"I was pretty conflicted about it for a short time, but thinking it through forced me to decide which view I held to be more true. And that led to the thinking I reflected in my recent note to you.

"The fight's not over. I'm told other states are likely to succeed in moving in this direction. Once they do, I'm afraid that the profession's lot may have been cast, and not for the better.

"As a result, the argument can be made that the American version of chiropractic won't be able to avoid ultimately become medical. Attention is now turning to determining what the profession's identity--and supporting scope--will be overseas. There's a major philosophic and developing legal battle being fought in Europe about this right now, and it's going to become an issue in Asia as well. Africa is probably quite far away from being anything like what's going on elsewhere.

   
 
" ... unless I've misread cultural and social
anthropology examples, I predict that the
direction [toward prescriptive authority]
will result in a profound loss, one that will
be regretted later with only a weak residual
form of the earlier identity available
for recovery (see Osteopathy)."

 

"So what changes all this? Good question. I think it goes back to the cultural authority issue. I believe we have not established cultural authority because we do not have a clear cultural identity. Those who advocate for identity 'evolution' are, in effect, asserting that the medical culture is the bigger tent that can hold all this, and are dismissive of what is forsworn by that direction. But unless I've misread cultural and social anthropology examples, I predict that the direction will result in a profound loss, one that will be regretted later with only a weak residual form of the earlier identity available for recovery (see Osteopathy). 

"Interesting times. The ACA taking a position to defend the right of self determination of the Board is quite different than defending the same right of the profession. The Board is regulatory, not representative. A regulatory role protecting the public is pretty far removed from stewardship of professional identity and application.
Comment: In a world in which "my way or the highway" is causing all kinds of war, famine and death, I lean heavily toward the more distributive, states-rights position of the ACA. Different states can pursue different scopes. The fundamentalism in dictating that there is just one way is troubling.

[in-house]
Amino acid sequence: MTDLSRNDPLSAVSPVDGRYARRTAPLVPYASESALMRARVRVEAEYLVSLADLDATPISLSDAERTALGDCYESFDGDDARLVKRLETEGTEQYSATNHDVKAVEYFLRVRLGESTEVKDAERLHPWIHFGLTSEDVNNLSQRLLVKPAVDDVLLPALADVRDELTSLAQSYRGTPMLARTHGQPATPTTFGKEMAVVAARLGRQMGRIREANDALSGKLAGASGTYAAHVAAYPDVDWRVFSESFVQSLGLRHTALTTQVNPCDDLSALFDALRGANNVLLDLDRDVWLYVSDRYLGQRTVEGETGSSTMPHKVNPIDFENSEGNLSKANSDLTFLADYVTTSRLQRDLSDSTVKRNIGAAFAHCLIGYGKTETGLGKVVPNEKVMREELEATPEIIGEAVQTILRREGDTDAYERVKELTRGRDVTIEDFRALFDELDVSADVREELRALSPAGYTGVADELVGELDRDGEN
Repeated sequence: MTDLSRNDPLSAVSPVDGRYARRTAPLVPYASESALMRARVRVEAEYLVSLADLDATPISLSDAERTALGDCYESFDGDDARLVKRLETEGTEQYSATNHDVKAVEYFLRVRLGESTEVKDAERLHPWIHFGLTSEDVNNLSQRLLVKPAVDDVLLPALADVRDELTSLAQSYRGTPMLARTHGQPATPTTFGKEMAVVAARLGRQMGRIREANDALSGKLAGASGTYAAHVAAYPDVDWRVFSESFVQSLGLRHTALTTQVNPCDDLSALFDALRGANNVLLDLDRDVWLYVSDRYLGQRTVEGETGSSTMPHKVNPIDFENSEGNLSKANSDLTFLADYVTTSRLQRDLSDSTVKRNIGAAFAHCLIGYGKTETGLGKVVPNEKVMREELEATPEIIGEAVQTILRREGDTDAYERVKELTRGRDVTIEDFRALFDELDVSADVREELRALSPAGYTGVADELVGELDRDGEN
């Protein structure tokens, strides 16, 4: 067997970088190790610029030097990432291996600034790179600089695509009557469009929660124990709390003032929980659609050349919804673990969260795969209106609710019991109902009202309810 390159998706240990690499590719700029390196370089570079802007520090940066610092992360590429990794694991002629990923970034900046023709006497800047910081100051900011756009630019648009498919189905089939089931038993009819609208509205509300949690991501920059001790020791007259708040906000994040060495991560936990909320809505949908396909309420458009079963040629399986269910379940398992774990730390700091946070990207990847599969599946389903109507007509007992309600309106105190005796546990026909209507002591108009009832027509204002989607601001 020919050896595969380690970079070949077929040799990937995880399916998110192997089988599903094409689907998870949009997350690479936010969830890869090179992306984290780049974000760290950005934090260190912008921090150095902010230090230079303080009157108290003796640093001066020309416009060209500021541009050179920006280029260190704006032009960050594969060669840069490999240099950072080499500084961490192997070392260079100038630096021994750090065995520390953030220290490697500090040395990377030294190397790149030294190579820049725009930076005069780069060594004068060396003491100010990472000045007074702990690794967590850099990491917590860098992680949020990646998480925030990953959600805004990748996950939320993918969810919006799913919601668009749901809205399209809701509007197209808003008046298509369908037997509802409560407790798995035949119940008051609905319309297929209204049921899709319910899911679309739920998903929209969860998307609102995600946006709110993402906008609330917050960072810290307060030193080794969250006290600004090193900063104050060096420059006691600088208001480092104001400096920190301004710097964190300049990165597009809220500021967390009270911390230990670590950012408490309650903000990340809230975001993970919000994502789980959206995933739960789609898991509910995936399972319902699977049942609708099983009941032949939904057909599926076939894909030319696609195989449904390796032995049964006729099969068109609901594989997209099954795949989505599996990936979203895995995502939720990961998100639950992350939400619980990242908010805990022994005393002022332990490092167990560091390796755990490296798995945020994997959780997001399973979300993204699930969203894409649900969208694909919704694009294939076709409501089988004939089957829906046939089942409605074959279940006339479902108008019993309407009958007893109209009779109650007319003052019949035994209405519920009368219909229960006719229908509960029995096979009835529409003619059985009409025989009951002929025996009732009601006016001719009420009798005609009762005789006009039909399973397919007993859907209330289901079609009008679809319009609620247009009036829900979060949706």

At the same time, the audacity of the non-broad-scope chiropractors to declare that chiropractic is about "health" rather than medicine is refreshing, simply in its radicalism. We'll be in good shape when all "broad scope" professions are working together, not reactively, but at creating health in the individuals and populations they serve.

ImageThe Trojan Horse image in not without its merits. That access to magic bullets tends to lead to more use of magic bullets would appear to be proved in spades in the real world experiment called osteopathic medicine. The old-time naturopathic statutes from the 1950s and 1960s in states like Florida and Utah where naturopathic doctors had broad prescription rights also tended to produce a great deal of "back door allopathy." Is there research on the impact of broadening prescription rights on the modern naturopathic medical profession's clinical norms? The tendency to use what gives the quickest response seems to be linked, unfortunately, to human nature. Maintaining a Jeffersonian barrier to protect one against taking an easy route that may be less salugenic (e.g., putting up a barrier to prescriptive authority)
has its attractions.

Where do I ultimately come down? Where I begin: my way or the highway is something we need to leave behind as human beings. If the non-broad scope doctors prove that their outcomes are better than those of broad scope doctors of chiropractic, they will increase in stature in their field. Will some chiropractors who gain prescriptive authority end up practicing with a greater drug focus? Undoubtedly. Yet ultimately, we humans need to grow up, and with freedom to choose, choose the tough love that is not reaching for the pill, either as consumers or prescribers. We must instead deepen our mastery of the challenge of guiding ourselves and those we treat toward the choices that will lead away from the need for pills. Then there will be no worry about what's inside a Trojan Horse.